Dry weather has meant there is a sudden lack of slugs in the garden. The end of nightly hunts with the salt cellar has left me wondering what else there is to do. What is the meaning of gardening without a couple of slugs to spear? I've deadheaded a few flowers which lead me to wonder if I'm using the garden in order to express inner violent tendencies and would be locked up if it wasn't for repeat flowering perennials. The Olympics have also distracted me from the garden. We live in spitting distance of the stadium (not that we could get tickets for anything *bitter!*). Sour grapes have faded to smugness as team GB are now firmly ahead of Le Photographe's country in the medals table.
Anyway, I've digressed as this is a blog about gardening and not a commentary on the state of British athletics. Although gardening is relevant to the Olympics as apparently Sarah Price's planting in the Olympic Park is well worth a visit. I'll definitely go and have a look at the gardens but you need tickets for the Park to see them (did I mention I didn't get tickets?) so it will have to wait until after the games. I just hope that Ms Price knows what she is doing when it comes to late season planting.
I digressed again! Sorry. I'm going to be good now and write about gardening. Plant of the moment is Knautia Macedonia. I love this plant and always wait eagerly for it's first flowering. I planted three of them two years ago, recklessly placing them in the eastern bed when the label said full sun. As punishment for not listening, I lost two of them in the first winter but one of them has soldiered on. Having a north facing garden has meant that I never know if it will re sprout until June when I give thanks to the miracle of nature and start smothering it with liquid feed and cutting back anything else that might impede it's progress. Once up and running it ticks a few style boxes for a small garden: repeat flowering, reasonably slug resistant and adds a bit of height to the border. I first discovered it in the pages of Garden's Illustrated which also must elevate my garden a bit in the prestige stakes.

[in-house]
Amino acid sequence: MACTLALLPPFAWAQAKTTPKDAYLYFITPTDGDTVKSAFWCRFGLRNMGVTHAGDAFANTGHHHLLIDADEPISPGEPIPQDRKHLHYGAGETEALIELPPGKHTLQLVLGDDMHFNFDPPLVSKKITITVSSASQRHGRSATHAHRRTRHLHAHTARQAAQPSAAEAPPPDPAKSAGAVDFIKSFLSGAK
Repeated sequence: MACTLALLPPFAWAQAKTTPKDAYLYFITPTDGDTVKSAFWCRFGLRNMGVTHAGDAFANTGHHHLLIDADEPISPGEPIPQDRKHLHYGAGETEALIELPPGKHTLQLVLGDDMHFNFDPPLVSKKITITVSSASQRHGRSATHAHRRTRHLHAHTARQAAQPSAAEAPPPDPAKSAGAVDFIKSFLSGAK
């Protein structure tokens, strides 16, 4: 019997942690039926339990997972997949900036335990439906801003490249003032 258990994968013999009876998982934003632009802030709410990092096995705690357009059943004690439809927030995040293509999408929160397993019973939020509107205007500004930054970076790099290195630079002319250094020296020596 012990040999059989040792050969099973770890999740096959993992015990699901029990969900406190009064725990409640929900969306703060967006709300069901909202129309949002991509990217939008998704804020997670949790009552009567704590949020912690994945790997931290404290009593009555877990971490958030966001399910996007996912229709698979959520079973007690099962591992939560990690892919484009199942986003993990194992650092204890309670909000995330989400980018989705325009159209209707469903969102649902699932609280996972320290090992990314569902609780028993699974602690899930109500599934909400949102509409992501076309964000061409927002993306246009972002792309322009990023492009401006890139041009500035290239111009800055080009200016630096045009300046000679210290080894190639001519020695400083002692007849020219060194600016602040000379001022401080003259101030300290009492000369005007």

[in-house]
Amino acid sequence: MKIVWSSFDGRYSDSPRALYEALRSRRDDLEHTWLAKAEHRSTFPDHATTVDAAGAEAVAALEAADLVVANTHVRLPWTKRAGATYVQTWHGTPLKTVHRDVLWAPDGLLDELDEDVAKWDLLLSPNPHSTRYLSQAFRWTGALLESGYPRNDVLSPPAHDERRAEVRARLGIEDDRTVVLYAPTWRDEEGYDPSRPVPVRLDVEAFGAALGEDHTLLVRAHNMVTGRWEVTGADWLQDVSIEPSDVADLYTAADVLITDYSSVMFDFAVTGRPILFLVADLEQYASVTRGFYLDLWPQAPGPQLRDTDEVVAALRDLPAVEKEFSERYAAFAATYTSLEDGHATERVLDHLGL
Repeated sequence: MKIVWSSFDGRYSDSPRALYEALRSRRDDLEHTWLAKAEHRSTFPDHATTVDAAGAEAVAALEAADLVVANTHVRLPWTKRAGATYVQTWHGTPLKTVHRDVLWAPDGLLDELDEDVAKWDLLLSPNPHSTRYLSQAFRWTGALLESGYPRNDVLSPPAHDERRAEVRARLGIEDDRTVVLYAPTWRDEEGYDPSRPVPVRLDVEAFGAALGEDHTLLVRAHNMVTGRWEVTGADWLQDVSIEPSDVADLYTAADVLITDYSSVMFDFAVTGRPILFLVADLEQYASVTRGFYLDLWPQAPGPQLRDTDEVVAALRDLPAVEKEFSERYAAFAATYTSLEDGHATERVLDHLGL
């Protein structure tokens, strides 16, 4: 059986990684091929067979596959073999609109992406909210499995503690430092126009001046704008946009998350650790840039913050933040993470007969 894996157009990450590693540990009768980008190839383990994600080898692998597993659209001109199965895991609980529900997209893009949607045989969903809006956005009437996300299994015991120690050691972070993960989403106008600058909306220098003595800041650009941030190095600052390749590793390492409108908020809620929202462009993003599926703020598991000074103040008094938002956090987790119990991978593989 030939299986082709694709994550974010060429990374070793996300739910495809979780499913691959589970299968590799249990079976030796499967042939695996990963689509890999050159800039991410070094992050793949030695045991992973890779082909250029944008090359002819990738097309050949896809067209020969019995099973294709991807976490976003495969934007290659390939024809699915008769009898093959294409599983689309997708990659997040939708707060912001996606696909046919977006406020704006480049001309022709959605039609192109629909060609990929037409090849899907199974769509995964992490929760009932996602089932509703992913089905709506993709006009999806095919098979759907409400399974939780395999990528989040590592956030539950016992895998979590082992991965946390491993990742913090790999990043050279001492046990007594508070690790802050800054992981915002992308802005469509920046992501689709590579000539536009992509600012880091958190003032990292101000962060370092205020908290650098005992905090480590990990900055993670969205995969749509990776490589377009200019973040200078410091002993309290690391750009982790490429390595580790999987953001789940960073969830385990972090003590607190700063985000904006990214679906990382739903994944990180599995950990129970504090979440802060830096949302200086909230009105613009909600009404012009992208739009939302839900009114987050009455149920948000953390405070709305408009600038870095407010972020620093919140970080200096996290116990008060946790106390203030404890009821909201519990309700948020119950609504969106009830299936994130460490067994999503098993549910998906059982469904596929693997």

There have however been two disappointments about this plant: a tendency to powdery mildew and poor results when it comes to seeds. Powdery mildew is easily dealt with by a dash of non organic, non biodegradable, eco unfriendly toxic chemical spray that I squirt shamelessly about the place. Seeds however are a bit of a mystery. Instead of drying off to a nice tufted seed head the flowers sort of just mould away to nothing in autumn. To be honest, I am not brilliant with seeds. Come spring, I'll think, 'Great, let's plant some seeds!' I'll congratulate myself when they sprout but seedlings are like toddlers: take your eye off them for a second and they misbehave by growing white mould, outgrowing their pots or cavorting with weeds. Seeds need constant attention and are not for a slap-dash gardener like me, in fact I don't think they are suitable for anyone with a day job.
Good writing should flow and be succint but if you've got this far you'll know that I'm guilty on two counts of jumping from topic to topic and going on about a lot of random stuff so thanks for coping if you're reading this. My last word for today is that if anyone has an Olympic ticket they don't want then I am your most willing recipient. I especially like athletics.